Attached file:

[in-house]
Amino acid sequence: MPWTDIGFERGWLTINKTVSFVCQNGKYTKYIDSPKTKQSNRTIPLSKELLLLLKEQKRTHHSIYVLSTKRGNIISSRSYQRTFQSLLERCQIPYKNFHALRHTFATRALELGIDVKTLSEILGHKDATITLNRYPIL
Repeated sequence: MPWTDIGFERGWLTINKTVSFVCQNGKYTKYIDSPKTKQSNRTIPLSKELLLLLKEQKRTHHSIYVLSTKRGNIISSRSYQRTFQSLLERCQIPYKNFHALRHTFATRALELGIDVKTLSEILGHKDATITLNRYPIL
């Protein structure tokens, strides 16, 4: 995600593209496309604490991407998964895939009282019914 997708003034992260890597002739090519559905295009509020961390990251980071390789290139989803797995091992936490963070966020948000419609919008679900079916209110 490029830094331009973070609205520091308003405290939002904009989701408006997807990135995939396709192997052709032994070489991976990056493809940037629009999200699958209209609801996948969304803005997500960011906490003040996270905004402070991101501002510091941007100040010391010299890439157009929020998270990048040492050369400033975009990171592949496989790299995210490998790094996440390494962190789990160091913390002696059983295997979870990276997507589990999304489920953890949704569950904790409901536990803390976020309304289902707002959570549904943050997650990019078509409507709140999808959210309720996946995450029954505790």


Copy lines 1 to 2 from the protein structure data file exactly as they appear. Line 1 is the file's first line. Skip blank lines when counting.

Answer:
[in-house]
Amino acid sequence: MPWTDIGFERGWLTINKTVSFVCQNGKYTKYIDSPKTKQSNRTIPLSKELLLLLKEQKRTHHSIYVLSTKRGNIISSRSYQRTFQSLLERCQIPYKNFHALRHTFATRALELGIDVKTLSEILGHKDATITLNRYPIL